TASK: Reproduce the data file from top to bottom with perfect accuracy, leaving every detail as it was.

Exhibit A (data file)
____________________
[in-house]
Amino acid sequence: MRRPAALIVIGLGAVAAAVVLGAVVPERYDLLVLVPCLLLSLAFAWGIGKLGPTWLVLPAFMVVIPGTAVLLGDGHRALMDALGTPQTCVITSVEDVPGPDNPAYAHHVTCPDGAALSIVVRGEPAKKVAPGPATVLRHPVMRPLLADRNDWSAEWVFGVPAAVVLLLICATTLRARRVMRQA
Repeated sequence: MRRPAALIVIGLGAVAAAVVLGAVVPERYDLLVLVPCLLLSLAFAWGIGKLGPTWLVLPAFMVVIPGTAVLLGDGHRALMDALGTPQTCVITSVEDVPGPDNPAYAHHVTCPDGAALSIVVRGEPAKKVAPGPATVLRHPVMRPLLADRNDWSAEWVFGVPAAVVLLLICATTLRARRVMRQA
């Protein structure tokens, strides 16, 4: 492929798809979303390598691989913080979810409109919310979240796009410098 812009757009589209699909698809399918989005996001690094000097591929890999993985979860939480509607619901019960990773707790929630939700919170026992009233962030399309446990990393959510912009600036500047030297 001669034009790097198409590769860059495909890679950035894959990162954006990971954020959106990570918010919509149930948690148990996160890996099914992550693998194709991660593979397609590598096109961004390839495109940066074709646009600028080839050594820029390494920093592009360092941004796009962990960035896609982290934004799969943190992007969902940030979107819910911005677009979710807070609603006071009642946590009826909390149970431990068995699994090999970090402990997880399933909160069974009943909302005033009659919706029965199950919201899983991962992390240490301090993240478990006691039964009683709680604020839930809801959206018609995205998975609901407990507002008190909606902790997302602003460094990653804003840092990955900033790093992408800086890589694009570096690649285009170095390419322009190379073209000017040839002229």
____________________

[in-house]
Amino acid sequence: MRRPAALIVIGLGAVAAAVVLGAVVPERYDLLVLVPCLLLSLAFAWGIGKLGPTWLVLPAFMVVIPGTAVLLGDGHRALMDALGTPQTCVITSVEDVPGPDNPAYAHHVTCPDGAALSIVVRGEPAKKVAPGPATVLRHPVMRPLLADRNDWSAEWVFGVPAAVVLLLICATTLRARRVMRQA
Repeated sequence: MRRPAALIVIGLGAVAAAVVLGAVVPERYDLLVLVPCLLLSLAFAWGIGKLGPTWLVLPAFMVVIPGTAVLLGDGHRALMDALGTPQTCVITSVEDVPGPDNPAYAHHVTCPDGAALSIVVRGEPAKKVAPGPATVLRHPVMRPLLADRNDWSAEWVFGVPAAVVLLLICATTLRARRVMRQA
């Protein structure tokens, strides 16, 4: 492929798809979303390598691989913080979810409109919310979240796009410098 812009757009589209699909698809399918989005996001690094000097591929890999993985979860939480509607619901019960990773707790929630939700919170026992009233962030399309446990990393959510912009600036500047030297 001669034009790097198409590769860059495909890679950035894959990162954006990971954020959106990570918010919509149930948690148990996160890996099914992550693998194709991660593979397609590598096109961004390839495109940066074709646009600028080839050594820029390494920093592009360092941004796009962990960035896609982290934004799969943190992007969902940030979107819910911005677009979710807070609603006071009642946590009826909390149970431990068995699994090999970090402990997880399933909160069974009943909302005033009659919706029965199950919201899983991962992390240490301090993240478990006691039964009683709680604020839930809801959206018609995205998975609901407990507002008190909606902790997302602003460094990653804003840092990955900033790093992408800086890589694009570096690649285009170095390419322009190379073209000017040839002229």